An Optical Booster for Internet Routers

Joe Bannister, Joe Touch, Purushotham Kamath, and Aatash Patel

University of Southern California

Information Sciences Institute

Los Angeles, California, U.S.A.

Abstract. Although optical technologies have been effectively employed to increase the capacity of communication links, it has proven difficult to apply these technologies towards increasing the capacity of Internet routers, which implement the central forwarding and routing functions of the Internet.  Motivated by the need for future routers that will forward packets among several high-speed links, this work considers the design of an Internet router that can forward packets from a terabit-per-second link without internal congestion or packet loss.  The router consists of an optical booster integrated with a conventional (mostly electronic) Internet router.   The optical booster processes Internet Protocol packets analogously to the hosting router, but it can avoid the time-consuming lookup function and keep packets in an entirely optical format.  An optically boosted router is an inexpensive, straightforward upgrade that can be deployed readily in a backbone IP network, and provides optical processing throughput even when not deployed ubiquitously.

1   Introduction

Because of steady progress in the development of optical technology, the rate of data transfer over long distances has grown continuously and rapidly over the past several years.  Data rates of 1 terabit/second (Tb/s) are attainable in the not-so-distant future.  This paper describes the design of a future Internet router that forwards packets at the line rate of 1 Tb/s and can be built with optical and electronic components that will evolve easily from today’s technology.  The router is constructed by integrating an optical booster element with a conventional router.

With the advent of low-loss, dispersion-compensated optical fibers, high-quality lasers, optical amplifiers, and efficient modulation systems, link speeds have scaled rapidly upwards.  A favored approach has been to apply wavelength-division multiplexing (WDM) on a single optical fiber to create multiple high-speed, independent channels that serve as virtual links between routers or other communication equipment.  Often associated with WDM is the idea of an “all-optical network,” which offers ingress-to-egress transport of data without intervening optoelectronic conversions, promising reductions in end-to-end latency and data loss as well as improvements in throughput.  Routers are sometimes enhanced by wavelength-selective optical crossconnect switches and label-switching software [[1], [2], [3], [4]], which maps flows of Internet Protocol (IP) packets to lightpaths of WDM channels created dynamically between specific packet-forwarding end-points.  Label switching for optical networks is being developed by the Internet Engineering Task Force in its Multiprotocol Label/Lambda Switching (MPLS) [[5]] and  (MPlS) [[6]] standards.  Although MPLS/MPlS has proven valuable as a tool for traffic engineering, it has not made significant inroads as a method for dynamically managing label-switched paths.  Label switching in a WDM optical network suffers from the disadvantage that it can be difficult to achieve acceptable channel utilization unless flows are sufficiently aggregated and can be mapped to the small set of WDM channels available in the network. Switching gains are achieved only for paths through contiguous sets of label-capable routers.  Because WDM label-switched paths are scarce, they are used only for heavy flows.  Detecting such a flow takes time, establishing a switched path requires several round-trip times, and deploying the flow on a label-switched path introduces further delay [[7]].  These combined latencies reduce the amount of time over which a flow can be switched.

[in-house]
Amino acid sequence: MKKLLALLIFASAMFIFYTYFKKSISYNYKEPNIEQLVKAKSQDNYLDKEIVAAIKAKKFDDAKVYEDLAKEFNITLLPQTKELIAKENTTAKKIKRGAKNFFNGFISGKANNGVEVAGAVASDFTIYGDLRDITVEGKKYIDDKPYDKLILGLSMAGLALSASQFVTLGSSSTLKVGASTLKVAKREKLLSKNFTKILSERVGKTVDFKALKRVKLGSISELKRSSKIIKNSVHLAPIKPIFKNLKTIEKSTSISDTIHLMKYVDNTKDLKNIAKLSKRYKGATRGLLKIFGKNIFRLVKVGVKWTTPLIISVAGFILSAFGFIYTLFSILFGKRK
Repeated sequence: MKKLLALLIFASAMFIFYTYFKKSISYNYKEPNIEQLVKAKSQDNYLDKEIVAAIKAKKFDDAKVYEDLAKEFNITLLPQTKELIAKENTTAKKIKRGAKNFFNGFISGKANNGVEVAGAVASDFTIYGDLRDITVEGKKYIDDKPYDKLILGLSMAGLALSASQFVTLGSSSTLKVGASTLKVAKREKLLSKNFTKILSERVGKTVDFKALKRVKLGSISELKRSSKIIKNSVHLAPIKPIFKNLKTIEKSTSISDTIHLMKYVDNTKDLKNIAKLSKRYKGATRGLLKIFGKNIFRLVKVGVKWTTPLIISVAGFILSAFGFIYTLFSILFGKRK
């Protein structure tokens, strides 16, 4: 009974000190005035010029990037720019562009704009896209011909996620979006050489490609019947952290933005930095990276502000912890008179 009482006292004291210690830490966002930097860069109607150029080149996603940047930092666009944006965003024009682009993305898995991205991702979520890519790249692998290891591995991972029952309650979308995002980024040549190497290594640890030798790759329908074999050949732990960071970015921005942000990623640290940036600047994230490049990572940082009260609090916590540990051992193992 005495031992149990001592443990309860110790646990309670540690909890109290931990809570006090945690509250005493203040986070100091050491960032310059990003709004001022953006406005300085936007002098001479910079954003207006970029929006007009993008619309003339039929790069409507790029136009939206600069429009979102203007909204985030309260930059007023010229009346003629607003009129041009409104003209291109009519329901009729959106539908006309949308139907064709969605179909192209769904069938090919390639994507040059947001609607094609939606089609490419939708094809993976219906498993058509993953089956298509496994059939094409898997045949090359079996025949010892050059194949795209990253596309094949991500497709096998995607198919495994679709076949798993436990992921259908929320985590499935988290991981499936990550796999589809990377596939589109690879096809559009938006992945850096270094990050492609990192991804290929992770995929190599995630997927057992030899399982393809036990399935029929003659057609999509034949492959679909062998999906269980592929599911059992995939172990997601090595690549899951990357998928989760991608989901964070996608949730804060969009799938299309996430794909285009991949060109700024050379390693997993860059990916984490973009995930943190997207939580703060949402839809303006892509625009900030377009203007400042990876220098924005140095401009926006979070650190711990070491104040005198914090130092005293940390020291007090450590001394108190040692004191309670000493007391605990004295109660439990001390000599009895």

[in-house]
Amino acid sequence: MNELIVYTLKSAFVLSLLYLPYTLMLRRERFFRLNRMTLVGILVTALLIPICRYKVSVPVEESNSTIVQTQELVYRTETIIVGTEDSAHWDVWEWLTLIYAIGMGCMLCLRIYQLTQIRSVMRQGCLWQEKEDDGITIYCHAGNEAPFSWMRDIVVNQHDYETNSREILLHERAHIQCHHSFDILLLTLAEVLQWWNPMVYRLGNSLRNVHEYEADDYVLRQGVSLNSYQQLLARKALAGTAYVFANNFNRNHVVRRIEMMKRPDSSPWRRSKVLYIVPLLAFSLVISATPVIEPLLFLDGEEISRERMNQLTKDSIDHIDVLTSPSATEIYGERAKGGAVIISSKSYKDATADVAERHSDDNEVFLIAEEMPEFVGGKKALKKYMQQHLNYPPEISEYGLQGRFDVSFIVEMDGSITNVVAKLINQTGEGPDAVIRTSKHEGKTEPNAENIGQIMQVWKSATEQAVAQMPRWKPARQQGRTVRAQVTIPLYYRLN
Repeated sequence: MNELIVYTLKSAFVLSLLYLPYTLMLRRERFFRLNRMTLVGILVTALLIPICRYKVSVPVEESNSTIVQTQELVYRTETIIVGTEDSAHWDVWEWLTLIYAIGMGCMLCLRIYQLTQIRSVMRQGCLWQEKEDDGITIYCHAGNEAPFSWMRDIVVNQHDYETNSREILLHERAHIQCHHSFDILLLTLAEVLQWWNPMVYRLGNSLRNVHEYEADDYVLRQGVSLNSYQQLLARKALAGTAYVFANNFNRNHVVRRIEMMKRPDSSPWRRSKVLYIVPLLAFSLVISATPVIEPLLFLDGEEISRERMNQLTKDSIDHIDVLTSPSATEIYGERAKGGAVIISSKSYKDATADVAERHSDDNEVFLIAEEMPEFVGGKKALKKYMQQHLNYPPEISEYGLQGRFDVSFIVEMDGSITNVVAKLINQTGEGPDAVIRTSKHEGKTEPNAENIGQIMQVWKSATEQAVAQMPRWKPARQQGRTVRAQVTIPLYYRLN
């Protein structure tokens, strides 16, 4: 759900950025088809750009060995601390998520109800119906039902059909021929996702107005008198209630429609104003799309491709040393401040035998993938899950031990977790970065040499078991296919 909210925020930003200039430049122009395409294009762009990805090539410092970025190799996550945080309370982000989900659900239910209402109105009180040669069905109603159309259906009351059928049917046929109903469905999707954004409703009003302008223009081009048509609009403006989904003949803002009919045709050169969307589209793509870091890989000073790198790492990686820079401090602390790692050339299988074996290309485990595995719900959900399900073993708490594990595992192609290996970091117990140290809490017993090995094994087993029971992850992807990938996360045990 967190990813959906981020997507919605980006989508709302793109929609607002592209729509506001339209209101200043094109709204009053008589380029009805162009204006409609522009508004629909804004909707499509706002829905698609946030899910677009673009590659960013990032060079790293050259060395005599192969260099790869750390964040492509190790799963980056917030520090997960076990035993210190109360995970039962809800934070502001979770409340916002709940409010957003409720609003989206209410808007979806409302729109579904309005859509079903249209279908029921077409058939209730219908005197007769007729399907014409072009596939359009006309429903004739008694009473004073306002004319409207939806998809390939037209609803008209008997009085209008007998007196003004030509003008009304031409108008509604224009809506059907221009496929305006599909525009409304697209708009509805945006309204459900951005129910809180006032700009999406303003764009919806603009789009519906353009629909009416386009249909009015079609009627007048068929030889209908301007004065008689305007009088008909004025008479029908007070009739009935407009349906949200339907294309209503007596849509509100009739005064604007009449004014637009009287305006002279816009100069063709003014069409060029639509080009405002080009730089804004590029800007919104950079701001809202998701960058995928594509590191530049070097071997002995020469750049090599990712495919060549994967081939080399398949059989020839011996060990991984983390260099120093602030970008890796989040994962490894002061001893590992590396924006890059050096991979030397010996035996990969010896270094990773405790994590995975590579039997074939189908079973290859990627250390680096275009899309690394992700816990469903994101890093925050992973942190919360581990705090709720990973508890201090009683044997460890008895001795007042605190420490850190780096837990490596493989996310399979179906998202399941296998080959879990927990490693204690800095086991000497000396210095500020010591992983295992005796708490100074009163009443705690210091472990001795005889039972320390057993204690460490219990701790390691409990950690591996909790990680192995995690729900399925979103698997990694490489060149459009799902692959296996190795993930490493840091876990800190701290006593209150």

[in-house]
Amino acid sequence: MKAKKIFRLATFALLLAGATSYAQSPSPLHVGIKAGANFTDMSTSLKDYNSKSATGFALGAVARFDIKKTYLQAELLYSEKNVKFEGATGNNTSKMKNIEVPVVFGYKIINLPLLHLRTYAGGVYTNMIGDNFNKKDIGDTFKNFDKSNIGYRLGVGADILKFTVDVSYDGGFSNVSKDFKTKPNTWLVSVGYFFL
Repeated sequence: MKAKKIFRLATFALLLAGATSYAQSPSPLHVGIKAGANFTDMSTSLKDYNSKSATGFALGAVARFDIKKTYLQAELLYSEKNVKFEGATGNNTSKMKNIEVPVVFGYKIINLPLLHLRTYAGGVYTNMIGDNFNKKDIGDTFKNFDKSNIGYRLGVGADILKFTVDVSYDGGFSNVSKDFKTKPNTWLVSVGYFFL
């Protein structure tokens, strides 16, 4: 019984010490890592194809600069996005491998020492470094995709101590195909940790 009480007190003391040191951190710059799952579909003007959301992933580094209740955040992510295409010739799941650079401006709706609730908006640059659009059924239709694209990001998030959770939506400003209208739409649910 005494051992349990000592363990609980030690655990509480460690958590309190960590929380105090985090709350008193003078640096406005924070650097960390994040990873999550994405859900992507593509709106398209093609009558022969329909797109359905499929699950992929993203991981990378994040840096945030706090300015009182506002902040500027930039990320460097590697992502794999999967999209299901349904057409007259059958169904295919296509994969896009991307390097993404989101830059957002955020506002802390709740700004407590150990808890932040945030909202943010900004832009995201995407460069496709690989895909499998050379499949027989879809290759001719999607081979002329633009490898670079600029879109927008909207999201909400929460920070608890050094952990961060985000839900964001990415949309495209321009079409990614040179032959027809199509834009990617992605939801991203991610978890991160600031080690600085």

To overcome the high latency of lightpath establishment in optical label switching, the alternative of optical burst switching [[8], [9]] has been considered as a way to exploit WDM.  The first of a stream of packets destined for one address blazes a path through the network by setting up segments of the lightpath as it is being routed, the succeeding packets in the stream use the lightpath, and the final packet of the stream tears down the lightpath.  Although this eliminates the wait for the signaling protocol to establish a lightpath, it also incurs the undesirable possibility that the burst will encounter a failure to complete the lightpath, because the search for a lightpath must be conducted without the benefit of backtracking.  Streams of packets also must be buffered at the border routers so that the stream can be shaped by timing gaps between packet releases from the border router into the core network. Again, as with label switching, gains for burst switching are achieved only through contiguous paths of burst-capable routers.